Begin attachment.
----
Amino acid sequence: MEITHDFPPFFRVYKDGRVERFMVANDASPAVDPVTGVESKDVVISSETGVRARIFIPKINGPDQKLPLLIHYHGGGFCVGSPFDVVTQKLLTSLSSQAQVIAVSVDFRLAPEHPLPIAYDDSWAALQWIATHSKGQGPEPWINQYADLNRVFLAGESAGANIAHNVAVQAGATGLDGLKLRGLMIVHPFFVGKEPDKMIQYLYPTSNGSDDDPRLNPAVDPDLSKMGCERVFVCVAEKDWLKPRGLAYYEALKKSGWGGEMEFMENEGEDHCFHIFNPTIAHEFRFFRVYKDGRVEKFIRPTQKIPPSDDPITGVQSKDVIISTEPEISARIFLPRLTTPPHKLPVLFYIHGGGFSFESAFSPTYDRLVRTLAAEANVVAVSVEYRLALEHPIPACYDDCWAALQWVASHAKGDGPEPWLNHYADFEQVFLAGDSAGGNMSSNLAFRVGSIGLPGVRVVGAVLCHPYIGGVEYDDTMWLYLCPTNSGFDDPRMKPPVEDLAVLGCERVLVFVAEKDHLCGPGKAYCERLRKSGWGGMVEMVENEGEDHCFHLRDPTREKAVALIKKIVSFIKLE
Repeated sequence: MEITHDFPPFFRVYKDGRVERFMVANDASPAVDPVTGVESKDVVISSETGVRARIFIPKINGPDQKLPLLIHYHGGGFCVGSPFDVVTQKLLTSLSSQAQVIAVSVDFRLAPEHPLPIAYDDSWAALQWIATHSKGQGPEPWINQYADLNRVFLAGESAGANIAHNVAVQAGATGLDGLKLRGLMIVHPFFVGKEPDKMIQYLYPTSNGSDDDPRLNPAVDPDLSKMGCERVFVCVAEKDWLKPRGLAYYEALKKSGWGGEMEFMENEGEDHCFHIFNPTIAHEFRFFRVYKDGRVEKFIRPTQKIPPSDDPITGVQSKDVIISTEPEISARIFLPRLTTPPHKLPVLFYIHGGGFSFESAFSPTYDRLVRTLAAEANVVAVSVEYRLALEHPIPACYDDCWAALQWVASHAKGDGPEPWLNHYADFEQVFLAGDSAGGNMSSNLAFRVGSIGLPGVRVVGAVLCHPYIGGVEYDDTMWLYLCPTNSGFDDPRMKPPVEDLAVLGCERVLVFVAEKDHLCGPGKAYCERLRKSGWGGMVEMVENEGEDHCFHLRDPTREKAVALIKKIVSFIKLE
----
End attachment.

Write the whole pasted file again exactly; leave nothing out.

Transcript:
Amino acid sequence: MEITHDFPPFFRVYKDGRVERFMVANDASPAVDPVTGVESKDVVISSETGVRARIFIPKINGPDQKLPLLIHYHGGGFCVGSPFDVVTQKLLTSLSSQAQVIAVSVDFRLAPEHPLPIAYDDSWAALQWIATHSKGQGPEPWINQYADLNRVFLAGESAGANIAHNVAVQAGATGLDGLKLRGLMIVHPFFVGKEPDKMIQYLYPTSNGSDDDPRLNPAVDPDLSKMGCERVFVCVAEKDWLKPRGLAYYEALKKSGWGGEMEFMENEGEDHCFHIFNPTIAHEFRFFRVYKDGRVEKFIRPTQKIPPSDDPITGVQSKDVIISTEPEISARIFLPRLTTPPHKLPVLFYIHGGGFSFESAFSPTYDRLVRTLAAEANVVAVSVEYRLALEHPIPACYDDCWAALQWVASHAKGDGPEPWLNHYADFEQVFLAGDSAGGNMSSNLAFRVGSIGLPGVRVVGAVLCHPYIGGVEYDDTMWLYLCPTNSGFDDPRMKPPVEDLAVLGCERVLVFVAEKDHLCGPGKAYCERLRKSGWGGMVEMVENEGEDHCFHLRDPTREKAVALIKKIVSFIKLE
Repeated sequence: MEITHDFPPFFRVYKDGRVERFMVANDASPAVDPVTGVESKDVVISSETGVRARIFIPKINGPDQKLPLLIHYHGGGFCVGSPFDVVTQKLLTSLSSQAQVIAVSVDFRLAPEHPLPIAYDDSWAALQWIATHSKGQGPEPWINQYADLNRVFLAGESAGANIAHNVAVQAGATGLDGLKLRGLMIVHPFFVGKEPDKMIQYLYPTSNGSDDDPRLNPAVDPDLSKMGCERVFVCVAEKDWLKPRGLAYYEALKKSGWGGEMEFMENEGEDHCFHIFNPTIAHEFRFFRVYKDGRVEKFIRPTQKIPPSDDPITGVQSKDVIISTEPEISARIFLPRLTTPPHKLPVLFYIHGGGFSFESAFSPTYDRLVRTLAAEANVVAVSVEYRLALEHPIPACYDDCWAALQWVASHAKGDGPEPWLNHYADFEQVFLAGDSAGGNMSSNLAFRVGSIGLPGVRVVGAVLCHPYIGGVEYDDTMWLYLCPTNSGFDDPRMKPPVEDLAVLGCERVLVFVAEKDHLCGPGKAYCERLRKSGWGGMVEMVENEGEDHCFHLRDPTREKAVALIKKIVSFIKLE